At the same time, it was not only the form of the Székely gate and Jovánovics’ memorial that differed to a great extent. The historical narratives mediated through the two works radically diverged, too. In the case of the Székely gate the initiators (who were close to far right ideologies), as well as the rustic design (native to Transylvania) suggested a continuity between the revisionist nationalism of the inter-war years and the revolution of 1956 (György 2000:312, K. Horváth 2008:260). In contrast, Jovánovics (1994) strongly emphasized that the Memorial of the Martyrs of the 1956 Revolution was not a political work of art, but an artistic elaboration of the notion of death, or, as Földényi (1992) refers to it, a “thanato-plastic.”
Similarly to the parallel narratives and forms of the memory of the 1956 Revolution in the New Public Cemetery, Kossuth Square also accommodated multiple works of art commemorating the Uprising. In 1991, the World Association of 56er Hungarians placed László Gömbös and Imre Makovecz’s Memorial of the Victims of the Firing Squad on October 25, 1956 illegally on the south lawn of the Kossuth Square. In 1996, on the 40th anniversary of the events of 1956, the Institute of the History of 1956 and the 1956 Memorial Committee erected Mária Lugossy’s The Flame of the Revolution north of the entrance to the Hungarian Parliament. In the same year, the Imre Nagy Memorial Foundation inaugurated Tamás Varga’s Statue of Imre Nagy in a visible distance from the Kossuth Square. In 2002, the Ministry of Agriculture and Rural Development installed József Kampfl and Ferenc Callmeyer’s Memorial of the Victims Died in the Volley on October 25, 1956 on the wall of the Ministry opposite the building of the Parliament. All four memorials operated with extremely different visual languages. Gömbös and Makovecz’s memorial appeared as a symbolic grave with a repeatedly changing informational table that articulated a strong anti-communist message. József Kampfl and Ferenc Callmeyer commemorated the same event in a memorial sign that revealed the wounds of the building of the Ministry through marking the place of the bullets with bronze bullet-like balls. Although these two memorials already in themselves illustrate the aesthetic diversity of the square, both The Flame of the Revolution and the Statue of Imre Nagy introduced further stylistic traditions. Lugossy’s abstract representation created a clear contrast to Varga’s figural representation of Nagy: while the former was a black granite block through which there was an eternal flame burning, Varga depicted the 1956 Chairman of the Council of Ministers of the People’s Republic of Hungary in a romantic setting, standing on a bridge. Nineteenth-century traditional configurations, experimental forms, abstract elaborations, and genre statues; the memory of the 1956 Revolution was irreversibly falling apart. This disintegration, however, reached its zenith in 2006.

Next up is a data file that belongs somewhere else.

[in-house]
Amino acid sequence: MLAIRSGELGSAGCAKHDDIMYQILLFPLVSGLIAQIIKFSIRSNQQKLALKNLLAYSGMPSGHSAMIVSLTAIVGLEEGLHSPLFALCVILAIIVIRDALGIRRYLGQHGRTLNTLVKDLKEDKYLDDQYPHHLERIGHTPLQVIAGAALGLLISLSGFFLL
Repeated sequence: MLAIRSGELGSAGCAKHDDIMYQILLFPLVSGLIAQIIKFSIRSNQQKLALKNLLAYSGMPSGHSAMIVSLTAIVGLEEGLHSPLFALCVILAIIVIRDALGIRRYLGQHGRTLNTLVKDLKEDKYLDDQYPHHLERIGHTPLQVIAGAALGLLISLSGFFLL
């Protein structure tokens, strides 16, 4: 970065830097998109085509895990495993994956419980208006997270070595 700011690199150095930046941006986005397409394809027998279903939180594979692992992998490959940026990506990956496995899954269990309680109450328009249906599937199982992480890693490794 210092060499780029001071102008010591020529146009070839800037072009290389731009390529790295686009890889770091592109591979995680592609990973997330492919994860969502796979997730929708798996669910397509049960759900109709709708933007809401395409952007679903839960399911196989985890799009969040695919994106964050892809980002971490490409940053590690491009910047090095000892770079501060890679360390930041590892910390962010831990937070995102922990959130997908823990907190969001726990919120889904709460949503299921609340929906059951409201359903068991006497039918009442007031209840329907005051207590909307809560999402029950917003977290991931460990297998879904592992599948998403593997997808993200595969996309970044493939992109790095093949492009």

Surpassing the objects of the annual celebrations, in 2006, on the 50th anniversary of the 1956 Hungarian Revolution and War of Independence, the socialist government undertook the mission to create a new commemorational space, to design the central 1956 Memorial. Although the whole program was carried out under the slogan “1956 is our common history,” its main aim to give a collective framework to memories concerning 1956, failed miserably. Referring to aesthetical, ideological, and after all political disapprovals, the Prime Minister’s Office’s winning entry became boycotted by the Association of Freedom Fighters 1956 who not only did get backed up by right wing political parties, but also forced the parallel erection of another memorial. Even though both monuments intend to symbolize an increasing mass of revolutionaries, their forms stand in a sharp contrast to each other. While the winning entry—standing at Ötvenhatosok tere – has an abstract form and resembles a wedge, the other memorial—erected on Műegyetem rakpart – is a more classical, figural representation and recalls the 19th century, romantic composition of Delacroix’s Freedom Guiding the People. The simultaneous existence of two “central” monuments does not only shed light on the competing presence of contradictory memory narratives and forms, but it also reveals the polarization of the urban space in Budapest along the lines of left-wing and right-wing party preferences. In this sense, in Budapest the growing tendency of erecting public works of art after 1993 illustrates the existence of a multi-narrative and multi-aesthetic approach: the excess of political and aesthetic visions.
From Excesses to Absences
After the year 2000, the number of works per annum was still steadily growing in Budapest, yet, the increasing tendency of the installation of public works of art got coupled with a noticeable crisis. In 2006 House of Terror organized a permanent exhibition on the facade of its building that displayed the portrait of 228 people executed in 1956. At a first sight, the Wall of Heroes, designed by Attila Kovács F., offered a traditional heroic interpretation of the revolution. The oval form, the material of porcelain and the black framing of the pictures did not only evoke the aesthetics of graveyards, but the glorification-like background of persons also transformed freedom fighters into saints. Yet, as Boros (2007) notes, this reading has been strongly disturbed by another strategy. Even though according to the concept of Kovács F. the portraits were indeed supposed to include the name and profession of the particular revolutionaries, in the case of Imre Nagy, Miklós Gimes and Géza Losonczy, who have all been ceremonially rehabilitated and reburied in 1989 on the Heroes’ Square, there was an attribute put aside to their professions, too. As their inscriptions reported, they have been “communist politicians.” And being a communist, especially in the context of the House of Terror, is in itself a swear-word. Thus, this insertion did not only aim to diminish the martyrdom of Nagy, Gimes and Losonczy, but also revealed that some aspects of the memory of the 56 Revolution started to become overly uncomfortable for the right wing whose political creed has been placed more and more openly on a strong anti-communist rhetoric.